Luitpold of Znojmo

Luitpold of Znojmo (Czech: Litold znojemský, German: Luitpold von Znaim, Latin: Lutoldus Znoyemsis; died 15 March[notes 1] 1112), a member of the Přemyslid dynasty, ruled as Moravian duke of Znojmo for twenty years - from 1092 until his death.

Luitpold
Duke of Znojmo
BornBrno, Moravia
Died15 March 1112
Znojmo, Moravia
BuriedSt. Procopius Basilica in Třebíč
Noble familyPřemyslid dynasty - Conradine cadet line
Spouse(s)unknown
Issue
FatherConrad I, Duke of Bohemia
MotherWirpirk of Tengling

FamilyEdit

 
Ducal Rotunda of the Virgin Mary of the ducal palace in Znojmo, established by Luitpold in 1101

He was the second son of Duke Conrad I of Bohemia (died 1092) and his consort, the Bavarian countess Wirpirk of Tengling. Luitpold's father ruled the Duchy of Bohemia only for a few months before his death, having succeeded his elder brother Vratislaus II. Both had wrangled over the newly implemented seniority principle with their eldest brother Duke Spytihněv II: not until Spytihněv's death in 1061 and the accession of Vratislaus II to the Bohemian throne, Conrad received his share, ruling over the Moravian lands of Znojmo and Brno for more than 30 years.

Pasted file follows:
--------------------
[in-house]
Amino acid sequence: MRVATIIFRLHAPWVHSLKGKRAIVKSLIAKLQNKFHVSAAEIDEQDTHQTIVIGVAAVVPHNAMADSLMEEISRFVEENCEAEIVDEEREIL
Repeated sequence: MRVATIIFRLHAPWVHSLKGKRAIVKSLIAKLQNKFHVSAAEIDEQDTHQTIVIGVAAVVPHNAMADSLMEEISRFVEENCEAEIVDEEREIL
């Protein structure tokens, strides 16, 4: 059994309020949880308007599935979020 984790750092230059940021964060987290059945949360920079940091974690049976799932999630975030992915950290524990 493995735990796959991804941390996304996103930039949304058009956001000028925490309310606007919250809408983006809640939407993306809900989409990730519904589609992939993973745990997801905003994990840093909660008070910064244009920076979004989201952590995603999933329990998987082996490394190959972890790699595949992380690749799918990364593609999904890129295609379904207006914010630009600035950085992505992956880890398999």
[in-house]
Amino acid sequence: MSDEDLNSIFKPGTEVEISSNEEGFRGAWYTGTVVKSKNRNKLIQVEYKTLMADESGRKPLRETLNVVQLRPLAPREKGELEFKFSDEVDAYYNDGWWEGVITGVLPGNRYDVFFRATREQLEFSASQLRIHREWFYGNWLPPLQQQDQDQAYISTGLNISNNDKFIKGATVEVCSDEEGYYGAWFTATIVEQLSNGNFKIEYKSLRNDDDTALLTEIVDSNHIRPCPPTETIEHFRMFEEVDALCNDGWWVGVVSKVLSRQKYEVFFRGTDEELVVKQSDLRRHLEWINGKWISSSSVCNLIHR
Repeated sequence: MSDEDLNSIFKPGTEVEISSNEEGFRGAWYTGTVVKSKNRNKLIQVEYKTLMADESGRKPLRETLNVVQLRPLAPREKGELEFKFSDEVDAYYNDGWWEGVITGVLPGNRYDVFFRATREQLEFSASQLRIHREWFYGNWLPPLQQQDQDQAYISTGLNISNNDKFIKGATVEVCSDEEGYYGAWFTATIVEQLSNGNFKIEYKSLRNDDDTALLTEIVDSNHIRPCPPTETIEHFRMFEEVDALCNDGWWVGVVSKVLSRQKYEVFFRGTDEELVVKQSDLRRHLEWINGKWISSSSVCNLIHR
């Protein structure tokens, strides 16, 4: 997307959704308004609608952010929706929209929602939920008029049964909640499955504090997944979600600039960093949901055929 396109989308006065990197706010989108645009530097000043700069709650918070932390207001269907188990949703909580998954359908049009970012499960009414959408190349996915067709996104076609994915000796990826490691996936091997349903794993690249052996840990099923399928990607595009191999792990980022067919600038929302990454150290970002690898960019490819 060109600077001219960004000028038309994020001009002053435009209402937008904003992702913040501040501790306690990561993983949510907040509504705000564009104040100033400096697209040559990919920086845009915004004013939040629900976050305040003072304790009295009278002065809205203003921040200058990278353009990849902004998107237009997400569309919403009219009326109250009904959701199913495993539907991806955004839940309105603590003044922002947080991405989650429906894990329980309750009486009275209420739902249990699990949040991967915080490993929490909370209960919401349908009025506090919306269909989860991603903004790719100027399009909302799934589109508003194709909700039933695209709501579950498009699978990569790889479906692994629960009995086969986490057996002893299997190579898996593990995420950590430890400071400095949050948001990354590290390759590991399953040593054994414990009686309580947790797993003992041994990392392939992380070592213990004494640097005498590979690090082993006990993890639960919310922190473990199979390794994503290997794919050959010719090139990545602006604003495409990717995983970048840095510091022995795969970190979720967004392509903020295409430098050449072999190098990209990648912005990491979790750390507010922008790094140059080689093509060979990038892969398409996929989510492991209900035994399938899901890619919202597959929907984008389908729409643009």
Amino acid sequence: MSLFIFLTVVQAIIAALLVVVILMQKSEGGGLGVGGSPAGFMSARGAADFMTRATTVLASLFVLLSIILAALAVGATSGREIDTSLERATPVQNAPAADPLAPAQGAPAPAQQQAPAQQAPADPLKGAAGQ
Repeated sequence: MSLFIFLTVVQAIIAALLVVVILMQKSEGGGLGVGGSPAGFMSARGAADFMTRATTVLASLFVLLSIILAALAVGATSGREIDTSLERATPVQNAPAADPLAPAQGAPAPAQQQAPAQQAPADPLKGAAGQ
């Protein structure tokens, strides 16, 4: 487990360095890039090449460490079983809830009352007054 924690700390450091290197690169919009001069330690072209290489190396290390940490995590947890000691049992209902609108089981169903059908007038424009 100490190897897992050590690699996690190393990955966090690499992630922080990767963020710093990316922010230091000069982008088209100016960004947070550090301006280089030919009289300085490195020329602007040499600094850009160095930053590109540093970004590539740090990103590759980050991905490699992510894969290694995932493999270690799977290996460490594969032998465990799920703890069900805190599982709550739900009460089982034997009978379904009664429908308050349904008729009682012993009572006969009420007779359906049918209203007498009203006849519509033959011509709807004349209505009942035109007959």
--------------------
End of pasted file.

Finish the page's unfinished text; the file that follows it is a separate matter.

Luitpold did not succeed his father as Duke of Bohemia; according to the principle of agnatic seniority, the ducal title passed to his eldest cousin Bretislav II, son of the late Vratislaus II. Instead, Luitpold ruled in half of Moravia (the western part) as his father Conrad I, though again divided into two principalities: Brno and Znojmo, and Luitpold was co-ruler (diarch) for all in this part with his elder brother Ulrich I.[1][2]

All Moravian lines of the Přemyslid dynasty as a whole were systematically associated by dynastic marriages with princesses of major royal and ducal dynasties, especially Árpád dynasty, Rurik dynasty, Piast dynasty, Nemanjić dynasty-senior line, Vukanović,[notes 2] the House of Babenberg and other dynasties of Bavarian dukes; as it was the other way around (vice versa). Members of the Moravian dynasty were fully predisposed to take over the central throne (for both countries - Bohemia and Moravia) in Prague, under the principles of agnatic seniority.

Domestic policyEdit

 
Romanesque portal of St. Procopius Basilica in Třebíč